King fans won’t be disappointed, though most will likely prefer the scarier likes of The Shining and It.

Pub Date: Sept. 10, 2019

ISBN: 978-1-9821-1056-7

Page Count: 576

Publisher: Scribner

Review Posted Online: Aug. 4, 2019

Kirkus Reviews Issue: Aug. 15, 2019

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Real events like the Vietnam draft and Stonewall uprising enter the characters' family history as well as a stunning plot...

THE RULES OF MAGIC

The Owens sisters are back—not in their previous guise as elderly aunties casting spells in Hoffman’s occult romance Practical Magic (1995), but as fledgling witches in the New York City captured in Patti Smith's memoir Just Kids.

In that magical, mystical milieu, Franny and Bridget are joined by a new character: their foxy younger brother, Vincent, whose “unearthly” charm sends grown women in search of love potions. Heading into the summer of 1960, the three Owens siblings are ever more conscious of their family's quirkiness—and not just the incidents of levitation and gift for reading each other's thoughts while traipsing home to their parents' funky Manhattan town house. The instant Franny turns 17, they are all shipped off to spend the summer with their mother's aunt in Massachusetts. Isabelle Owens might enlist them for esoteric projects like making black soap or picking herbs to cure a neighbor's jealousy, but she at least offers respite from their fretful mother's strict rules against going shoeless, bringing home stray birds, wandering into Greenwich Village, or falling in love. In short order, the siblings meet a know-it-all Boston cousin, April, who brings them up to speed on the curse set in motion by their Salem-witch ancestor, Maria Owens. It spells certain death for males who attempt to woo an Owens woman. Naturally this knowledge does not deter the current generation from circumventing the rule—Bridget most passionately, Franny most rationally, and Vincent most recklessly (believing his gender may protect him). In time, the sisters ignore their mother's plea and move to Greenwich Village, setting up an apothecary, while their rock-star brother, who glimpsed his future in Isabelle’s nifty three-way mirror, breaks hearts like there's no tomorrow. No one's more confident or entertaining than Hoffman at putting across characters willing to tempt fate for true love.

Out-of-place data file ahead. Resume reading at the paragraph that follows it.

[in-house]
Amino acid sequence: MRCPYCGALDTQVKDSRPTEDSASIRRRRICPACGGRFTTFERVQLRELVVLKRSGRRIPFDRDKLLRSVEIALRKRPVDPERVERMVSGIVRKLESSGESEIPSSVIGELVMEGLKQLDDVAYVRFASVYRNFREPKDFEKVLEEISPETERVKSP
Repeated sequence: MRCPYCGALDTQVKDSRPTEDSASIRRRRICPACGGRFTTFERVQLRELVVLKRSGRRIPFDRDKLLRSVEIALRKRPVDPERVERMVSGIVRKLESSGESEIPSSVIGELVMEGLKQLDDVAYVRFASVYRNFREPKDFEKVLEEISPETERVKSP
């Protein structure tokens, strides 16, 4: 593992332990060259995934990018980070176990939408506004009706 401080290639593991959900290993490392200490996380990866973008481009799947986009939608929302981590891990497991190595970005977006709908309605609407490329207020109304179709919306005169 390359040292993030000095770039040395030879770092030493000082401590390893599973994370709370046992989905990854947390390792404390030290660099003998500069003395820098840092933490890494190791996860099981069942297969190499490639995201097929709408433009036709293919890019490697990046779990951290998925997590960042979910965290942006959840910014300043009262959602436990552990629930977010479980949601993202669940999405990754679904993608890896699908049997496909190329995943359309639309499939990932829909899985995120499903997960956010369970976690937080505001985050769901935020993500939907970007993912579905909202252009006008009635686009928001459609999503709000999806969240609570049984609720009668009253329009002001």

Real events like the Vietnam draft and Stonewall uprising enter the characters' family history as well as a stunning plot twist—delivering everything fans of a much-loved book could hope for in a prequel.

Pub Date: Oct. 10, 2017

ISBN: 978-1-5011-3747-1

Page Count: 384

Publisher: Simon & Schuster

Review Posted Online: Aug. 6, 2017

Kirkus Reviews Issue: Aug. 15, 2017